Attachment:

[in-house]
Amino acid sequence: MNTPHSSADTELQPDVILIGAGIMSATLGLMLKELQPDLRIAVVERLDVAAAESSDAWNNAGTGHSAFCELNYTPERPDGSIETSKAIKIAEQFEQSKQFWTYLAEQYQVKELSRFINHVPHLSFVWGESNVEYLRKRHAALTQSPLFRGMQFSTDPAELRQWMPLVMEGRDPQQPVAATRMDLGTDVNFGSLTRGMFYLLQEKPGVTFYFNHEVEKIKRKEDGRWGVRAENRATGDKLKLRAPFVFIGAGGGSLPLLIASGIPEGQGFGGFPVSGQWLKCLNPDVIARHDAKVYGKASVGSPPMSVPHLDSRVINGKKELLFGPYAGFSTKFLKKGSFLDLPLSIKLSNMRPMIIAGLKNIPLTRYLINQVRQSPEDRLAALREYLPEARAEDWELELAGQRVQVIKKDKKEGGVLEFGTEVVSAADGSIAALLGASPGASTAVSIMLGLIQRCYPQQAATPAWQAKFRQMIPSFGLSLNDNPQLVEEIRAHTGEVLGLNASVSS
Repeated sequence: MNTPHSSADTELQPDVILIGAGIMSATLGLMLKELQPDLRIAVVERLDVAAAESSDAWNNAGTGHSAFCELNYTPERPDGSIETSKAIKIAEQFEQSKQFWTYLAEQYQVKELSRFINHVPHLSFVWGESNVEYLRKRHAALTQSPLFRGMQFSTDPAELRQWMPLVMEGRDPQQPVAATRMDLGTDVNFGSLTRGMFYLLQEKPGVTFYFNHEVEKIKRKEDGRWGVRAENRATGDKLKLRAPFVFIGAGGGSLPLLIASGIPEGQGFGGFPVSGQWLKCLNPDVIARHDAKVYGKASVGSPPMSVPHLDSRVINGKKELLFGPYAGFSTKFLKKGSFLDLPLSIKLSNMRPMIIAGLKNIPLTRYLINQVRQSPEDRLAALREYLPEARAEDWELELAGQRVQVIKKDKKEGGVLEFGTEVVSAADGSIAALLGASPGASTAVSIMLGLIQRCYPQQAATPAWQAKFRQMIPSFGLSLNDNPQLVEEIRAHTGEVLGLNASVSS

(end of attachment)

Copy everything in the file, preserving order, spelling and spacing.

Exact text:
[in-house]
Amino acid sequence: MNTPHSSADTELQPDVILIGAGIMSATLGLMLKELQPDLRIAVVERLDVAAAESSDAWNNAGTGHSAFCELNYTPERPDGSIETSKAIKIAEQFEQSKQFWTYLAEQYQVKELSRFINHVPHLSFVWGESNVEYLRKRHAALTQSPLFRGMQFSTDPAELRQWMPLVMEGRDPQQPVAATRMDLGTDVNFGSLTRGMFYLLQEKPGVTFYFNHEVEKIKRKEDGRWGVRAENRATGDKLKLRAPFVFIGAGGGSLPLLIASGIPEGQGFGGFPVSGQWLKCLNPDVIARHDAKVYGKASVGSPPMSVPHLDSRVINGKKELLFGPYAGFSTKFLKKGSFLDLPLSIKLSNMRPMIIAGLKNIPLTRYLINQVRQSPEDRLAALREYLPEARAEDWELELAGQRVQVIKKDKKEGGVLEFGTEVVSAADGSIAALLGASPGASTAVSIMLGLIQRCYPQQAATPAWQAKFRQMIPSFGLSLNDNPQLVEEIRAHTGEVLGLNASVSS
Repeated sequence: MNTPHSSADTELQPDVILIGAGIMSATLGLMLKELQPDLRIAVVERLDVAAAESSDAWNNAGTGHSAFCELNYTPERPDGSIETSKAIKIAEQFEQSKQFWTYLAEQYQVKELSRFINHVPHLSFVWGESNVEYLRKRHAALTQSPLFRGMQFSTDPAELRQWMPLVMEGRDPQQPVAATRMDLGTDVNFGSLTRGMFYLLQEKPGVTFYFNHEVEKIKRKEDGRWGVRAENRATGDKLKLRAPFVFIGAGGGSLPLLIASGIPEGQGFGGFPVSGQWLKCLNPDVIARHDAKVYGKASVGSPPMSVPHLDSRVINGKKELLFGPYAGFSTKFLKKGSFLDLPLSIKLSNMRPMIIAGLKNIPLTRYLINQVRQSPEDRLAALREYLPEARAEDWELELAGQRVQVIKKDKKEGGVLEFGTEVVSAADGSIAALLGASPGASTAVSIMLGLIQRCYPQQAATPAWQAKFRQMIPSFGLSLNDNPQLVEEIRAHTGEVLGLNASVSS